It took me years to admit that I had perfectionist tendencies. I’ve always preferred to define myself by my positive qualities, like my flexibility and open-mindedness. However, once I began experiencing challenges in both my professional and personal life, I needed to take a closer look at other personality traits that I often ignored, namely, my need for control, order, and success.
After college, I began teaching high school English. During my first year, I spent hours lesson planning, yet hadn’t put in the time to get to know my students, which resulted in weak classroom management, a lack of trust, and conflict and discipline issues. I had little classroom experience and struggled daily to balance the chaos and unpredictability of teaching 16-year-olds with my own need for perfection and order.
RELATED: 3 Tips for a Perfectionist Navigating a New Job
Over the years, and with the encouragement of a therapist, I’ve learned that my need for perfectionism is rooted in a fear of failure and a need for control. In letting go of these, I have realized that making mistakes and giving myself grace has helped me live a more stress-free life. I began journaling a few key phrases that, over time, became mantras for my everyday life.
When I find myself falling back into old habits of craving perfection, these mantras help me remain centered:
I choose peace in this present moment
In moments of conflict, I often try to micromanage the chaos. For instance, I frequently misplace things in my home. When I notice my car keys are not on the key hook where they belong, I tend to take my frustration out on whoever is near, or spiral into a fit of “should have put it in the right place” and “could have saved more time if I didn’t lose things.” I almost always become upset with myself for making a mistake, instead of focusing on solving the problem.
RELATED: How Learning to Let Go of Expectations Made My Holidays Better
When I take a deep breath and tell myself that I’m choosing peace, I can concentrate my energy on working toward a solution. I learned this by practicing mindfulness and meditation that focuses on intentional breath work. I’m asking myself to stay positive and calm, rather than focus only on the conflict.
It is all a gift, it is all grace
A good friend of mine says this frequently and I adopted it as another way to keep a positive perspective in moments of adversity. Especially in classroom teaching and in coaching cross country and basketball, work will inevitably come up that I’m not necessarily paid to do, but is an essential part of the job.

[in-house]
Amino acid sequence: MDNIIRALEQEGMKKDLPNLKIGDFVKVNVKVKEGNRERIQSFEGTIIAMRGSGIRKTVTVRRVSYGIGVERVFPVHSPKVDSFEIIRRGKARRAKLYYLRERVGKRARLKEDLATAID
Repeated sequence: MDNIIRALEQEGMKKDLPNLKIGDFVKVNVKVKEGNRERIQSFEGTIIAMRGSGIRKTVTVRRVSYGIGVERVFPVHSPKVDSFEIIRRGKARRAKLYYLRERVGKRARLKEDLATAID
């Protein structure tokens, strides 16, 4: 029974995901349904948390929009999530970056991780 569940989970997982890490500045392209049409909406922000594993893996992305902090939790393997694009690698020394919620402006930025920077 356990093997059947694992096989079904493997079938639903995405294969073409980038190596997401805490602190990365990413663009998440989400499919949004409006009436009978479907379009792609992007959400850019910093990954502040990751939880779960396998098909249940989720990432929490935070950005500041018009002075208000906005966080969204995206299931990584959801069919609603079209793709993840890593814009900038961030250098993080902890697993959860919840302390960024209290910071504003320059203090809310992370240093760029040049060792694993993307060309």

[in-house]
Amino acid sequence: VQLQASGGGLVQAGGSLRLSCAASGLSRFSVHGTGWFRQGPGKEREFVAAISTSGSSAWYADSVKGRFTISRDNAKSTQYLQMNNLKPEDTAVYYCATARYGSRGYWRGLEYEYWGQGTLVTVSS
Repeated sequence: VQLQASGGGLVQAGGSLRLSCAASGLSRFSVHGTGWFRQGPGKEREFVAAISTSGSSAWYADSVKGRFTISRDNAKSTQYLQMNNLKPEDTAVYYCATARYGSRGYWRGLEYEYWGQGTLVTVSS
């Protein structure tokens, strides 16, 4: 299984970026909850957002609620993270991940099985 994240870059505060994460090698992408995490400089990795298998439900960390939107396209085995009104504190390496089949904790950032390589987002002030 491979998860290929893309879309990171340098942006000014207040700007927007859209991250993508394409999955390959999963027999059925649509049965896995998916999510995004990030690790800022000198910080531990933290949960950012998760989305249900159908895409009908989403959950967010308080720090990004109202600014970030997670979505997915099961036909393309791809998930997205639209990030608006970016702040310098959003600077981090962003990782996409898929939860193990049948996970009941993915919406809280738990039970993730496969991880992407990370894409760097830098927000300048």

RELATED: Perfectionist in a Pandemic: How I Learned to Let Go and Be Present
Often after a weeknight practice, one of my players’ rides home will be late. I used to get frustrated by this — I’m usually hungry, tired, and ready to go home. I would obsess over the rest of the evening: I would get home later, which meant I would have less time to plan my lesson for the next day, which meant a later bedtime, which meant tomorrow could be brutal. It was a self-centered spiral.
Yet, once I began viewing the time as a gift to get to know my player better, I began to appreciate one-on-one conversations that I otherwise wouldn’t have. Shifting my mindset to viewing unplanned events as moments of grace and not interruptions has allowed me to remain positive.
I’m going to do a good job, but I don’t need to do a great job
My therapist opened my eyes to this one during a period of stress when I felt overwhelmed with too many duties and responsibilities. I had chosen to take on marathon training while teaching, coaching, and planning a wedding. I wanted to do each task perfectly, but it was draining me. She encouraged me to find one or two areas in my life where I could fulfill my job by completing all the requirements well, but not putting pressure on myself to go above and beyond.
The perfectionist in me was mind-blown. I was allowed to do a job well but not super well? This was a huge comfort to me. Certainly, there are times when it is necessary to do your absolute best, but it is unrealistic for me to expect myself to be perfect at everything.
RELATED: How Learning Languages Helps Me Let Go of Perfectionism
During this particular time when I became overwhelmed by too many goals, I chose two areas of my life in which I was willing to just get the work done, not earn a gold star. For example, I place a high value on working out, but instead of hitting the gym five days a week, I cut back to three. That big project proposal I had been putting off for weeks because I wanted to fine-tune all the details? I simply cranked it out in order to meet the deadline. I’ve learned it’s okay to give myself permission to not always go above and beyond, especially during busy seasons.
Make the burden light
One session, my therapist asked if she might use a Christian perspective to help me with my feelings of overwhelm. Often, my perfectionism will tell me: “You must do this now and you must do it exactly right or else everything will crumble!” Rather than let this pressure exhaust me, she suggested, I could start telling myself that I don’t need to let a task crush me.
RELATED: What Fall Teaches Us About Letting Go
She offered the biblical quote, “Come to me all who are weary and burdened and I will give you rest” (Matthew 11:28). Though I am not an overly religious person, I appreciate this perspective, especially with my Catholic background. I can take the time I need to balance my life with rest and give myself a break when I feel that need for control creeping back into my daily tasks.
Though I am no master in adhering to these reminders, I’m growing in my understanding of how to recognize when I need to change my mindset to avoid perfectionism. It’s not always easy, but in the end, embracing imperfection has been worth the challenge.